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LIBERTY OR DEATH

Gonaïves, January 1, 1804

Year I of Independence

Today, January 1, 1804, the General in Chief of the Indigenous Army, accompanied by generals and army chiefs convoked in order to take measures tending to the happiness of the country:

After having made known to the assembled generals his true intention of forever ensuring to the natives of Haiti a stable government — the object of his greatest solicitude, which he did in a speech that made known to foreign powers the resolution to render the country independent, and to enjoy the liberty consecrated by the blood of the people of this island; and, after having gathered their opinions, asked each of the assembled generals to pronounce a vow to forever renounce France; to die rather than to live under its domination; and to fight for independence with their last breath.

The generals, imbued with these sacred principles, after having with one voice given their adherence to the well manifested project of independence, have all sworn before eternity and before the entire universe to forever renounce France and to die rather than live under its domination.

The Haitian Revolution has often been described as the largest and most successful slave rebellion in the Western Hemisphere. Slaves initiated the rebellion in 1791 and by 1803 they had succeeded in ending not just slavery but French control over the colony. The Haitian Revolution, however, was much more complex, consisting of several revolutions going on simultaneously. These revolutions were influenced by the French revolution of 1789, which would come to represent a new concept of human rights, universal citizenship, and participation in government.

In the 18th century, Saint Dominigue, as Haiti was then known, became France’s wealthiest overseas colony, largely because of its production of sugar, coffee, indigo, and cotton generated by an enslaved labor force. When the French revolution broke out in 1789 there were five distinct sets of interest groups in the colony. There were white planters — who owned the plantations and the slaves — and petit blancs, who were artisans, shop keepers and teachers. Some of them also owned a few slaves. Together they numbered 40,000 of the colony’s residents. Many of the whites on Saint Dominigue began to support an independence movement that began when France imposed steep tariffs on the items imported into the colony. The planters were extremely disenchanted with France because they were forbidden to trade with any other nation. Furthermore, the white population of Saint-Dominique did not have any representation in France. Despite their calls for independence, both the planters and petit blancs remained committed to the institution of slavery.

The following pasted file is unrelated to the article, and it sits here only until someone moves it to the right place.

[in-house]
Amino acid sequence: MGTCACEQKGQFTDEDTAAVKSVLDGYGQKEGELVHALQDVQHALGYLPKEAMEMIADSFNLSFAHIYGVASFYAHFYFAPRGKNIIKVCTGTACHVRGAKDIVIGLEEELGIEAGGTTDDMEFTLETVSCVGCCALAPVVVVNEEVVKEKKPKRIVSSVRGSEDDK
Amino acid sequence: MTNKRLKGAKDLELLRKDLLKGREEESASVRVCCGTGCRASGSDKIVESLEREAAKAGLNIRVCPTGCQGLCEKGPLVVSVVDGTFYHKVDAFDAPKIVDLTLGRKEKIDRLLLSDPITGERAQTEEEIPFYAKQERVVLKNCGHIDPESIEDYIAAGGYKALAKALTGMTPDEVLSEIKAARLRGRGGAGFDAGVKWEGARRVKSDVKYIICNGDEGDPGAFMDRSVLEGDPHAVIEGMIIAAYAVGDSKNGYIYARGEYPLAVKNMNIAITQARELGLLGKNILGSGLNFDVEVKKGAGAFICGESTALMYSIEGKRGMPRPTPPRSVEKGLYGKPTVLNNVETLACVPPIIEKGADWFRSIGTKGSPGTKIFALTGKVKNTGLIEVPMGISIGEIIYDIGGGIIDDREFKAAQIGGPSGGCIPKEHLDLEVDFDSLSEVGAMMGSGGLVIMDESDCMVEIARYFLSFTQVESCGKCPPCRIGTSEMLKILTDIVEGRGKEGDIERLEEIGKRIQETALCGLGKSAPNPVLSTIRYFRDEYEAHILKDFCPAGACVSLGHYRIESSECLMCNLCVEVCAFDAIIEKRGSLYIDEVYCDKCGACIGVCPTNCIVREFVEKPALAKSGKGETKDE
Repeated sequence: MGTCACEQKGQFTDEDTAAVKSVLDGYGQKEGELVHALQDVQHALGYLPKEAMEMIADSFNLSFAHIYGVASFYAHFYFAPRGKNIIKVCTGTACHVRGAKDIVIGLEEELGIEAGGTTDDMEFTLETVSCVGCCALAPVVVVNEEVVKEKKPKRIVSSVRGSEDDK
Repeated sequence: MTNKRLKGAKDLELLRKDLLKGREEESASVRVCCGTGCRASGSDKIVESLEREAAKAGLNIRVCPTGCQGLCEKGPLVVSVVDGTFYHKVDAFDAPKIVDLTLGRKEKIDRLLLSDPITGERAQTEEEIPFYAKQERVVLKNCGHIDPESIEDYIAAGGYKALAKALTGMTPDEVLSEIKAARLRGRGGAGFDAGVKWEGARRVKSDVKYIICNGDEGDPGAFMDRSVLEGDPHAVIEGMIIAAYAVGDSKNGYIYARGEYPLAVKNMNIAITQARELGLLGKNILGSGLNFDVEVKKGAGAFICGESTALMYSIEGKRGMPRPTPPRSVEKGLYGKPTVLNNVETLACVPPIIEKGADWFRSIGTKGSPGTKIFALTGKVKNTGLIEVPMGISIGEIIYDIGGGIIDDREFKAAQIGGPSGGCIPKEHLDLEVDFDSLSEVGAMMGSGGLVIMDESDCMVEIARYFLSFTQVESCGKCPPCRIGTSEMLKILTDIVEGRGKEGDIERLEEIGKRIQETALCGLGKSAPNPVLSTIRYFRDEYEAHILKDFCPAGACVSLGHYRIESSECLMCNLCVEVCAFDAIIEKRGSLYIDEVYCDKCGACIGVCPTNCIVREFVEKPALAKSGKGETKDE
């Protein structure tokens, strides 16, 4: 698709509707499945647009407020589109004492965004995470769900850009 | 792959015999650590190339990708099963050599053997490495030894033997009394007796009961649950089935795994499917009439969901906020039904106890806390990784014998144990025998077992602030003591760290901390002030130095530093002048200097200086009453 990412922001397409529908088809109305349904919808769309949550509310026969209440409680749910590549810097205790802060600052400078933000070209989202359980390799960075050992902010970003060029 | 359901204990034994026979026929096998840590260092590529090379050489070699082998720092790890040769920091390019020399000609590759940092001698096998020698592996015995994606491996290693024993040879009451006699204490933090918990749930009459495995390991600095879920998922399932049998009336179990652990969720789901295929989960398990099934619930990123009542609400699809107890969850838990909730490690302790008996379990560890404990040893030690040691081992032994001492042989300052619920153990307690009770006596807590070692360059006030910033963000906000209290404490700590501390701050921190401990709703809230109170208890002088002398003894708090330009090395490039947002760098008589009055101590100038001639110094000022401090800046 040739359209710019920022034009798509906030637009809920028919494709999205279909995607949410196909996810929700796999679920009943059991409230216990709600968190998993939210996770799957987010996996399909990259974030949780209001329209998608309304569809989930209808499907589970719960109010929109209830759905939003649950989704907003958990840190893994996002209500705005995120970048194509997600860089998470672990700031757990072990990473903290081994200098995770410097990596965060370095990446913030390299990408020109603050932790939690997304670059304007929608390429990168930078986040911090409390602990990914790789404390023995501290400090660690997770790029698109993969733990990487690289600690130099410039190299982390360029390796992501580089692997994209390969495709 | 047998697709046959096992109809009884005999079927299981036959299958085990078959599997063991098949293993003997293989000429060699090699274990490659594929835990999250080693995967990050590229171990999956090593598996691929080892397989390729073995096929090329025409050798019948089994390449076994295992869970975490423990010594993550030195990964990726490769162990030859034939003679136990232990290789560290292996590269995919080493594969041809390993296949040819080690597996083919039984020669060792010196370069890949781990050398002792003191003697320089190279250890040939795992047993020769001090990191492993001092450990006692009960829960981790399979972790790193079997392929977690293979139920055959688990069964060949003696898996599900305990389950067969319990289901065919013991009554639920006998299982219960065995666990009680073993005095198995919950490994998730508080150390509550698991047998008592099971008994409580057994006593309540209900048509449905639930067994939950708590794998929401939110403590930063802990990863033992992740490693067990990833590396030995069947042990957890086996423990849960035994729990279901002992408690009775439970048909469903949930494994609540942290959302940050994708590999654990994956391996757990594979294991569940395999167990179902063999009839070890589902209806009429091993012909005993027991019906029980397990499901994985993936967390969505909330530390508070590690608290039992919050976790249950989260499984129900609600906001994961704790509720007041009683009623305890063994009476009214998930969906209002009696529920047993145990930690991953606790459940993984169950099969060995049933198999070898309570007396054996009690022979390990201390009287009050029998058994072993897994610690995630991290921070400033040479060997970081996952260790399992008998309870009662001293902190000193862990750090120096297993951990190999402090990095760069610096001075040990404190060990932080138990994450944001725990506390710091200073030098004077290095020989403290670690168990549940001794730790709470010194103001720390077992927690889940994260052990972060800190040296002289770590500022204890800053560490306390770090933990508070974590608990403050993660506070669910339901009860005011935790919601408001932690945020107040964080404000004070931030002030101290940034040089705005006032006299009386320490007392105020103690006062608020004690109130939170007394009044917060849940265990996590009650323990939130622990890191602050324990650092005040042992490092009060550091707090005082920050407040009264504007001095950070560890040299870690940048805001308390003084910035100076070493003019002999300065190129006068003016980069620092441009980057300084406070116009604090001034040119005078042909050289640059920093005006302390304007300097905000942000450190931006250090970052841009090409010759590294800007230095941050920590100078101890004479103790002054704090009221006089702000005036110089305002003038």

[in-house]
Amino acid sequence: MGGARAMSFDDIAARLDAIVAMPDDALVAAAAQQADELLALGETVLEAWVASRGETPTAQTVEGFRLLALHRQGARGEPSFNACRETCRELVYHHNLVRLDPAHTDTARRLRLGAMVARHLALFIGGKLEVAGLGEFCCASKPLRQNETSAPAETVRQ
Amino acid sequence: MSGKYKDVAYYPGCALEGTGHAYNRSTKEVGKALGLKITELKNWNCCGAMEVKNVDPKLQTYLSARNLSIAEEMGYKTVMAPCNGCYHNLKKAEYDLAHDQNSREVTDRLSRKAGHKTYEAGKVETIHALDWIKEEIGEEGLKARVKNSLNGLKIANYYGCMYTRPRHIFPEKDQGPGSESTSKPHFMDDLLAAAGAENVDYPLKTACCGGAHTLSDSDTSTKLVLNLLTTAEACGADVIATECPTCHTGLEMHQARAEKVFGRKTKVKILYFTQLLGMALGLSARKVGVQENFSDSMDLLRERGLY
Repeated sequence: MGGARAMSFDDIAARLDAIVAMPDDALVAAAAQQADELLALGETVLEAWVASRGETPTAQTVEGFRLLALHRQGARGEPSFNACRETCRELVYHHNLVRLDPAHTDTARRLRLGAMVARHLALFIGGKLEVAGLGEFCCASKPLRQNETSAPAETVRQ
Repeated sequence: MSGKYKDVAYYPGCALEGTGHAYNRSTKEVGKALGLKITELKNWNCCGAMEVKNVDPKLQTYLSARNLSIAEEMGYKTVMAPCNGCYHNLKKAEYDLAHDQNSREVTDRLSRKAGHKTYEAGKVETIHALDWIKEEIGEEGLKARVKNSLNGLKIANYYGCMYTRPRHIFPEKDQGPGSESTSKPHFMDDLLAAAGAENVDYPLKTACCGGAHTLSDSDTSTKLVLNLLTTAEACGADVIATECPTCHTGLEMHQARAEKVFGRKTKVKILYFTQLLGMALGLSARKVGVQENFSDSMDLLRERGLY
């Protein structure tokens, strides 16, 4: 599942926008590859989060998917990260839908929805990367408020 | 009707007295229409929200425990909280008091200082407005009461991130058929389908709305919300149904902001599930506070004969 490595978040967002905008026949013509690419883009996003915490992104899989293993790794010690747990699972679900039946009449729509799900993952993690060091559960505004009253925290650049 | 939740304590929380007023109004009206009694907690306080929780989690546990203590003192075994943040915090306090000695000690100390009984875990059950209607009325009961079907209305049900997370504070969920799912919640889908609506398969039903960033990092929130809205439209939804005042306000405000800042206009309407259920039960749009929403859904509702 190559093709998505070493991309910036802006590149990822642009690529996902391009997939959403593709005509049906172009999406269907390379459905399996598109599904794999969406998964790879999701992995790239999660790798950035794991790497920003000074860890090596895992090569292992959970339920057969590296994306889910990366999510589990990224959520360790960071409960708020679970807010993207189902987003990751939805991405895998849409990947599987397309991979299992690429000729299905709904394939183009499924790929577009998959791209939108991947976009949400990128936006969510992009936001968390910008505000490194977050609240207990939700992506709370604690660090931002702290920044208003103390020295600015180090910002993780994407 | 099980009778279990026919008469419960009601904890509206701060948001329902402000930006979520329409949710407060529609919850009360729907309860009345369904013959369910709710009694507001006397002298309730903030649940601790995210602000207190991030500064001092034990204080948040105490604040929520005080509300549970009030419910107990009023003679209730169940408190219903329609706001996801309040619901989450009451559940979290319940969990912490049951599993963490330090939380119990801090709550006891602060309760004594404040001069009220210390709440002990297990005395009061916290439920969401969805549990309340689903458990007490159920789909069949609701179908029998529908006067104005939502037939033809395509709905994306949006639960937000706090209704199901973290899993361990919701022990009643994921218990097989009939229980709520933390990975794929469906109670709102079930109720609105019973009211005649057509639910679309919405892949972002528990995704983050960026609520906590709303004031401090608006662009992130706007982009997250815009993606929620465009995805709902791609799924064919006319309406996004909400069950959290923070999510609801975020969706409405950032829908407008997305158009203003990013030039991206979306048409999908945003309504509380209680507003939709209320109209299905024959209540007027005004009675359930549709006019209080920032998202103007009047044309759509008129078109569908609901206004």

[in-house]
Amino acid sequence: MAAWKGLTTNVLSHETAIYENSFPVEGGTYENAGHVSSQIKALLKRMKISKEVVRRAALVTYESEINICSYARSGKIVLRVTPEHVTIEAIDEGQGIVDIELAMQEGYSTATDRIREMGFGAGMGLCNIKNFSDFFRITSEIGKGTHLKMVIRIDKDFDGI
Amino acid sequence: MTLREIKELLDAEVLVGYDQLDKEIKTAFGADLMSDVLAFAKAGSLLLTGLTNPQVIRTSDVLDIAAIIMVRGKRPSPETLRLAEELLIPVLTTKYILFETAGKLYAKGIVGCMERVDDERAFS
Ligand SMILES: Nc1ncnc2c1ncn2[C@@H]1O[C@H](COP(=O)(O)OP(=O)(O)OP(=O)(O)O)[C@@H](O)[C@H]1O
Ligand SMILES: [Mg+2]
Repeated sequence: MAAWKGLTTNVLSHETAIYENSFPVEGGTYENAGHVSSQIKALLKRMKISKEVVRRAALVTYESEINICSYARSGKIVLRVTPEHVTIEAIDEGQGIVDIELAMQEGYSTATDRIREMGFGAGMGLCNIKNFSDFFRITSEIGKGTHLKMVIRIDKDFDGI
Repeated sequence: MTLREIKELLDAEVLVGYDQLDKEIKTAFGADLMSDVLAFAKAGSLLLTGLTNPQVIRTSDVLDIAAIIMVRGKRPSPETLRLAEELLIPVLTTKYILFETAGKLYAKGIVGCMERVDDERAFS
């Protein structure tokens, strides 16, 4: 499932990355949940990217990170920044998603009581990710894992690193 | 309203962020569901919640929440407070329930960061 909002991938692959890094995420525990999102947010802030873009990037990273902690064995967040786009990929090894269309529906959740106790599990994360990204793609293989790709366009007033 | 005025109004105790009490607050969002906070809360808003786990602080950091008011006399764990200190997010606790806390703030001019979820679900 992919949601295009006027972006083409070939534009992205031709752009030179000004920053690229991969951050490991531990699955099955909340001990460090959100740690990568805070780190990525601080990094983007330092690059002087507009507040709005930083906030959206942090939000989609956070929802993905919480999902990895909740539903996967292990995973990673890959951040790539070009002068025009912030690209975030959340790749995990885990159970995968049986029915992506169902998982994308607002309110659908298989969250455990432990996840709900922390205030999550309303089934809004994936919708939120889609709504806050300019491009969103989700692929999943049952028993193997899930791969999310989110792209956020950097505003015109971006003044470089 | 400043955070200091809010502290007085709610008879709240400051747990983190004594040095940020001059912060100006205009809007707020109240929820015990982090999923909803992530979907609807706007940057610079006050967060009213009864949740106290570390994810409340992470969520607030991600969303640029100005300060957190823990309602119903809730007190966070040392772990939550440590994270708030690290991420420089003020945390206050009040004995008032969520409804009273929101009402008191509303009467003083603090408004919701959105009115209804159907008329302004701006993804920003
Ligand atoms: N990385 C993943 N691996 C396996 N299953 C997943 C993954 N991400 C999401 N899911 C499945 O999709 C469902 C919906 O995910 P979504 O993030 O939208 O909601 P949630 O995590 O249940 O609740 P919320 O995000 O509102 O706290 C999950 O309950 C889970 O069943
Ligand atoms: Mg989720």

The three remaining groups were of African descent, those who were free, those who were slaves, and those who had run away. There were about 30,000 free black people in 1789. Half of them were mulatto and often they were wealthier than the petit blancs. The slave population was close to 500,000. The runaway slaves were called maroons; they had retreated deep into the mountains of Saint Dominigue and lived off subsistence farming. Haiti had a history of slave rebellions; the slaves were never willing to submit to their status and with their strength in numbers (10 to 1) colonial officials and planters did all that was possible to control them. Despite the harshness and cruelty of Saint Dominigue slavery, there were slave rebellions before 1791. One plot involved the poisoning of masters.

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